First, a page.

The big thing is storing this. Moisture is the key thing for decreasing risk of food Borne illness….that is why if you find a soggy box of macaroni in the on sale section….pass it up…..I live in the fingerlakes area in upstate NY where we have a hefty humidity most of the time. I store dehydrated pasta in vacuated mylar, canning jars, and then the commercial packaging. For home and longer term storage I make my own moisture absorption packets from folding and stapling coffee filters with 100% silica kitty litter inside…non scented….

      Coloring pasta is fun but I dont use artificial colors. I extract and then dehydrate juiced vegetables and fruits for colorants.

      I dont dehydrate raviolis- These are frozen at very low temps in my Freeze Dryer to -30F and then put in large freezers for transport to stores. I sell them in flat gift boxes with really nice waxed colored design paper.

      1. Hi Kathleen, your comment is a cartwheel moment for me!! I LOVE LOVE LOVE it! I’m going to go watch these YouTubes!!! This is so helpful to me and my readers! I thank you from the bottom of my heart!!! Linda

  2. Linda, thank you for this post, I learned some added ideas for our pasta making. And I agree it’s so easy!!
    My recipe is very similar to yours. We experimented with all whole wheat flour and did not like the taste results. But we all agreed that 1/3 to 1/2 cup whole wheat flour and the remaining measure in white flour (we use unbleached flour) worked for us.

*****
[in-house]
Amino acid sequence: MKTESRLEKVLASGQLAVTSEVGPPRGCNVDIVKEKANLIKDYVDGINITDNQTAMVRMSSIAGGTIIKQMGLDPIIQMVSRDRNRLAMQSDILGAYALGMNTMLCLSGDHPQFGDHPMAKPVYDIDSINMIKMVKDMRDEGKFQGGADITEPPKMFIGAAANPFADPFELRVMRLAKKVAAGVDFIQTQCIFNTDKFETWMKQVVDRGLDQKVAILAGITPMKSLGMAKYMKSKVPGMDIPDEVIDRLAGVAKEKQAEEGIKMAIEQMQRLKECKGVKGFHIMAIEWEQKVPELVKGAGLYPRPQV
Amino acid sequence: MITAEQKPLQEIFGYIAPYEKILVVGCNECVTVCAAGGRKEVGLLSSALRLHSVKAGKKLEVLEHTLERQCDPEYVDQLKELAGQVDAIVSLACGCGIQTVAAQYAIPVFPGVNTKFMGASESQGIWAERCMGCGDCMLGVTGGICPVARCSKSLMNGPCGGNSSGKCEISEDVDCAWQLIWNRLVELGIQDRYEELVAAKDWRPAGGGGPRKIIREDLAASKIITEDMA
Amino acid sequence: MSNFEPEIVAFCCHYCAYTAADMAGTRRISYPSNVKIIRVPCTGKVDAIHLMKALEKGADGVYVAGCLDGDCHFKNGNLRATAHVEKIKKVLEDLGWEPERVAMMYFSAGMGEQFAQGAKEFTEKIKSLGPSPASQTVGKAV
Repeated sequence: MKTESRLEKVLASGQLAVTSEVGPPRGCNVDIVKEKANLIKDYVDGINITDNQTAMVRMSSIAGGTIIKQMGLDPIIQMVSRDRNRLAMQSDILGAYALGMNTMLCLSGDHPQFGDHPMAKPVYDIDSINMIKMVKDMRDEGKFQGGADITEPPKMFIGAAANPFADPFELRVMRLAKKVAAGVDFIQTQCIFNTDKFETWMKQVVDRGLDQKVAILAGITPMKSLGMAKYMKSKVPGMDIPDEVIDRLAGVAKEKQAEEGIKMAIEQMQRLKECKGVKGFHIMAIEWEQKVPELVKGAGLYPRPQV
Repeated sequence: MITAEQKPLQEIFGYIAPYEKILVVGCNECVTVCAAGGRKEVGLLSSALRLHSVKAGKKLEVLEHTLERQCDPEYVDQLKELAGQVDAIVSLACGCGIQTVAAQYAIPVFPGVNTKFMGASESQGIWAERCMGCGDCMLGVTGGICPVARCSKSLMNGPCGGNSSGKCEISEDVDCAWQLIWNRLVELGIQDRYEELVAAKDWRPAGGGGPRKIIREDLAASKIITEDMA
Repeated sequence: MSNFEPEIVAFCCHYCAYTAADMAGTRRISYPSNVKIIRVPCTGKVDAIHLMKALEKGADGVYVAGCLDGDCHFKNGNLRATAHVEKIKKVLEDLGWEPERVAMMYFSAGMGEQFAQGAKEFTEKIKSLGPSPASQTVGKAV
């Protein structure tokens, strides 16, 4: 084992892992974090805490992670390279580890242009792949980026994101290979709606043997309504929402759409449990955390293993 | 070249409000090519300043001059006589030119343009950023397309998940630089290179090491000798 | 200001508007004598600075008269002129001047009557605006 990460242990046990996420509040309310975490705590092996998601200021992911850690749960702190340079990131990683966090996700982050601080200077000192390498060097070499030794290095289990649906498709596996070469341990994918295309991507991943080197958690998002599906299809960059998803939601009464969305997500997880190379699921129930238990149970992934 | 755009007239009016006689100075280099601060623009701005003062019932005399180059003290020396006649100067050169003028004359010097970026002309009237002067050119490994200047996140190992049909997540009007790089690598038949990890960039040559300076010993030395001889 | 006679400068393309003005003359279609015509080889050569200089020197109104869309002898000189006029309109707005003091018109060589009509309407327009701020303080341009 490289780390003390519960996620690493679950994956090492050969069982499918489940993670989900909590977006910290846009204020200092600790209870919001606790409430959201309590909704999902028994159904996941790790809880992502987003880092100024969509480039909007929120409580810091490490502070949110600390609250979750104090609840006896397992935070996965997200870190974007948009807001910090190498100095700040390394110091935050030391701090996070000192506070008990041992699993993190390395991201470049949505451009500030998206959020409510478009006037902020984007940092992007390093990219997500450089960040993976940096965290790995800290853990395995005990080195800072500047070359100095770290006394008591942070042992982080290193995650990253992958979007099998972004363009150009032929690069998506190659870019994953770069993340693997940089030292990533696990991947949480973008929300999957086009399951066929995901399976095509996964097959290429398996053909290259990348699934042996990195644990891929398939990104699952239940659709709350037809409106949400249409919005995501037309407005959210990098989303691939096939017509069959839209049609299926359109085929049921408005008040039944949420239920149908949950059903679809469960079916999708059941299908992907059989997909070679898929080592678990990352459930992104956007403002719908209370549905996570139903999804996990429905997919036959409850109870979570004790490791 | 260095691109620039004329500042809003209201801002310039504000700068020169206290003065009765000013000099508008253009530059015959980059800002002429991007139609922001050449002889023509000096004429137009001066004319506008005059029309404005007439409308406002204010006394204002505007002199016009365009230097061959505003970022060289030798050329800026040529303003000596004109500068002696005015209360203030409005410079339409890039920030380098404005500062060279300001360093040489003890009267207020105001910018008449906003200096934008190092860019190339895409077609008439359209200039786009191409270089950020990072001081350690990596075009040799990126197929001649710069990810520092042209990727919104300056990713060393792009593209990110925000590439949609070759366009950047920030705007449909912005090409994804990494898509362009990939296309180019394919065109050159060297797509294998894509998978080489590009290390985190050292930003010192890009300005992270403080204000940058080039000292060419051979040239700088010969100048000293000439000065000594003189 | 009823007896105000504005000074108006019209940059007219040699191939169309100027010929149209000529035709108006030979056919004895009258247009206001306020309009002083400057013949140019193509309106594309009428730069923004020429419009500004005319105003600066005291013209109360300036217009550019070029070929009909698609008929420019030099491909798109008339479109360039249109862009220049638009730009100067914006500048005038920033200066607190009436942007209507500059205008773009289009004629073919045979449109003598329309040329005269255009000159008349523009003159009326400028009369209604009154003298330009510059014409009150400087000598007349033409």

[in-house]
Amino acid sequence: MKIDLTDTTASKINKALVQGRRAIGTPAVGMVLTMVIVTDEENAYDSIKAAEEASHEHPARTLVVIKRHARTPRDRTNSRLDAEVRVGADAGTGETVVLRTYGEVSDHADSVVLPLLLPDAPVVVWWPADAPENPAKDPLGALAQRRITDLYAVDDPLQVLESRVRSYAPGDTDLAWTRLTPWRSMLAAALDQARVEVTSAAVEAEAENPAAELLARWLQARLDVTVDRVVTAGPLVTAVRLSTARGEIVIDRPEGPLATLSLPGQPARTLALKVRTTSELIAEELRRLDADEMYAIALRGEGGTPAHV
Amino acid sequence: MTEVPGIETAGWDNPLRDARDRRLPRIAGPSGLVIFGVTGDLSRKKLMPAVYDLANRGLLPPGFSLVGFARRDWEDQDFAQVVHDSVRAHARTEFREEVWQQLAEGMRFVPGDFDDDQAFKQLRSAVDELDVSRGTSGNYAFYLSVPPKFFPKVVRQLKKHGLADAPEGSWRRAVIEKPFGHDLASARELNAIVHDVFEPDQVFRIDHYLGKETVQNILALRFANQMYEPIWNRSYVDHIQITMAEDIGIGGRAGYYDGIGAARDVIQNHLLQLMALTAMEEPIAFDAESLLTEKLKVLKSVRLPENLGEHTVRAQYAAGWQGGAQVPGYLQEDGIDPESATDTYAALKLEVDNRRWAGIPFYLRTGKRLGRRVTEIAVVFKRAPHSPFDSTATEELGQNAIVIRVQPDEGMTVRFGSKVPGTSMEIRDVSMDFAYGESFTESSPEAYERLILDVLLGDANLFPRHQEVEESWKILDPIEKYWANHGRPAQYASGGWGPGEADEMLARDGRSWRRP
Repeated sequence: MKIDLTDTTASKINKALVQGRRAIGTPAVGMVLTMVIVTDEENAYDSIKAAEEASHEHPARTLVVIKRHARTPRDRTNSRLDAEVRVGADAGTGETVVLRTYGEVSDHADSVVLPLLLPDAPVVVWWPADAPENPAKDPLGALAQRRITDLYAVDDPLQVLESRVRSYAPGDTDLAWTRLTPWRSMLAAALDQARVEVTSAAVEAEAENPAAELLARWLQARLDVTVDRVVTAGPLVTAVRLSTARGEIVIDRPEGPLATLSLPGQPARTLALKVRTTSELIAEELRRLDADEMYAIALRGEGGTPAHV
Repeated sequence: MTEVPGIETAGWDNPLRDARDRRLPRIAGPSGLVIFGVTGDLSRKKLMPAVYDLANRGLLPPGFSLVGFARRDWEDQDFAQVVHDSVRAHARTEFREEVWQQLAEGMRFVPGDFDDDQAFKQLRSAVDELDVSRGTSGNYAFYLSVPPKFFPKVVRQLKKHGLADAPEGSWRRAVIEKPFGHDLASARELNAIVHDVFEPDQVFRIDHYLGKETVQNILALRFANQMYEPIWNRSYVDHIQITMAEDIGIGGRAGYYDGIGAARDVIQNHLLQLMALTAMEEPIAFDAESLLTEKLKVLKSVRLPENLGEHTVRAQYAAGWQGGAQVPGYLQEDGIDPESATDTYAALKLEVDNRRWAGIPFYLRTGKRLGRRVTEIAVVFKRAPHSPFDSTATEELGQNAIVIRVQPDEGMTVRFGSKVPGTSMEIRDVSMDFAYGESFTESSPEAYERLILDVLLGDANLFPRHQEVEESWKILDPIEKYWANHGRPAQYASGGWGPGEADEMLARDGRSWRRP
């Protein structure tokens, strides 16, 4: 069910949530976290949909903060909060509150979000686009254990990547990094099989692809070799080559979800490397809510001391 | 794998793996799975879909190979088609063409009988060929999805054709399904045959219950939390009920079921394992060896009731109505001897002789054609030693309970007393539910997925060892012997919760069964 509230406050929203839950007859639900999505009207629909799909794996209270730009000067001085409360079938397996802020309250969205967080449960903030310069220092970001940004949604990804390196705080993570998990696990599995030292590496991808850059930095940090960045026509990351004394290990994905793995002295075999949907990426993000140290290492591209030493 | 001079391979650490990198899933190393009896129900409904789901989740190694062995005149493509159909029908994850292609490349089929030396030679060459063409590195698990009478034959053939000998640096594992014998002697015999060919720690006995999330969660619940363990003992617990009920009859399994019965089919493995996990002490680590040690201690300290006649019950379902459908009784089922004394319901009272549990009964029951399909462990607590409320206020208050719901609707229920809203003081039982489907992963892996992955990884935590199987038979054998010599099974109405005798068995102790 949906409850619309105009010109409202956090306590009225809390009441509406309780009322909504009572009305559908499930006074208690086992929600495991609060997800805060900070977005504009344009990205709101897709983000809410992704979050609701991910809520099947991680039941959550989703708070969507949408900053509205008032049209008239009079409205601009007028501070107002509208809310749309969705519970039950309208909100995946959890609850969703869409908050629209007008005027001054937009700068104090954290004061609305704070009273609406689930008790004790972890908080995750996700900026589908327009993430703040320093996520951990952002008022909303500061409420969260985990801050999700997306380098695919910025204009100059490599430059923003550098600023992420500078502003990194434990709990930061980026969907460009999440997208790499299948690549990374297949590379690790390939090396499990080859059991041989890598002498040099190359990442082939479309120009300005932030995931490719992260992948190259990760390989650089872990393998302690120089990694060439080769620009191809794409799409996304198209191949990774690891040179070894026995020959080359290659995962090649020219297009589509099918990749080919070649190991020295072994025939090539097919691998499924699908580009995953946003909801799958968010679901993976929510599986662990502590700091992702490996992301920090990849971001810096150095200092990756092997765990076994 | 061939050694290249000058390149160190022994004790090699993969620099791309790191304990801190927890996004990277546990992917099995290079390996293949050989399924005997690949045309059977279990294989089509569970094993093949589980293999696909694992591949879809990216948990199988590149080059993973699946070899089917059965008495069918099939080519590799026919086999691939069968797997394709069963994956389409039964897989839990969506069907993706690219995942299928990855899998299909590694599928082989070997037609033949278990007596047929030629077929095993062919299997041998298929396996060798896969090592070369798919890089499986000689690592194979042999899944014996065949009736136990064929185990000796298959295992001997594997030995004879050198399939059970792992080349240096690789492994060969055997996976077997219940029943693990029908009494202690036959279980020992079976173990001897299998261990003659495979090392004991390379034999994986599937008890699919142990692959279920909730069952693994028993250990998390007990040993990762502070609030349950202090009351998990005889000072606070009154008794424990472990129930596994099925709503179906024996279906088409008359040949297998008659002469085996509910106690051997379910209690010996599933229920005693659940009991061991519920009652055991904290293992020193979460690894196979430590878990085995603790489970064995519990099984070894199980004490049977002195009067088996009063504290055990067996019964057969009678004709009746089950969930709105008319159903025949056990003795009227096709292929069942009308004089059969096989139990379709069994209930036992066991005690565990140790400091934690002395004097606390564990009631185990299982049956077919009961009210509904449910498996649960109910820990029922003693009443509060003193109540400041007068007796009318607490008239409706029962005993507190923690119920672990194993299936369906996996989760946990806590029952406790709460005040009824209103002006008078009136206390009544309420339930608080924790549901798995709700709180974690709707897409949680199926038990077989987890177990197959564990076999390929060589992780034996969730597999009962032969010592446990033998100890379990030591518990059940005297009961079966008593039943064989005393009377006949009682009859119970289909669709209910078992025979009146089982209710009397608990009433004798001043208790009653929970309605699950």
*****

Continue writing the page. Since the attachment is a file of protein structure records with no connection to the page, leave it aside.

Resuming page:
3. 5 stars
    I love homemade pasta. I have never used a recipe – mom (and I suppose grandma) just dumped a bunch of flour, a bit of salt, an egg or two depending on how much we were making and a little water to get it to the right consistency. We never used oil in ours.

    A couple of notes on using homemade pasta that I learned from mom – 1) When making soup that you want to use your noodle for, take out the amount of soup you want to serve, add as many noodles as needed. The reason for this is that if you then have leftover soup with noodles, the noodles tend to thicken the soup and get soggy! 2) you can cut your pasta into short (2 inch) “blocks” and pinch in the middle for butterfly noodles; thick noodles (1/2 inch) can be cut very short for sort of a gnocchi; 3) cut wide noodles for lasagna.

    The possibilities are nearly endless. If you have a pasta machine with different plates, you can also make macaroni and spaghetti. I don’t have one though!!

    I have actually cooked noodles in salted water and then dried them. Those you can keep on the shelf in a container because they are cooked. Then when using, they cook pretty fast. I have also frozen cooked noodles after draining well. When I used those, I simply rinsed them with very hot water and drained before topping with pasta sauce.

  4. I love to make homemade noodles. I let my noodles dry overnight and they work great. The
    way I usually fix them is to boil a whole chicken or parts, take the chicken out of the water and
    let it cool. I add the noodles into the chicken broth and let cook. I shred the chicken and add to the
    broth. To add more flavor I add a bouillon cube to the broth. Cook and enjoy. A friend of mine
    loves my Chicken and noodles so I have a reason to make it more and more. My recipe for noodles
    is a little different but still easy to make.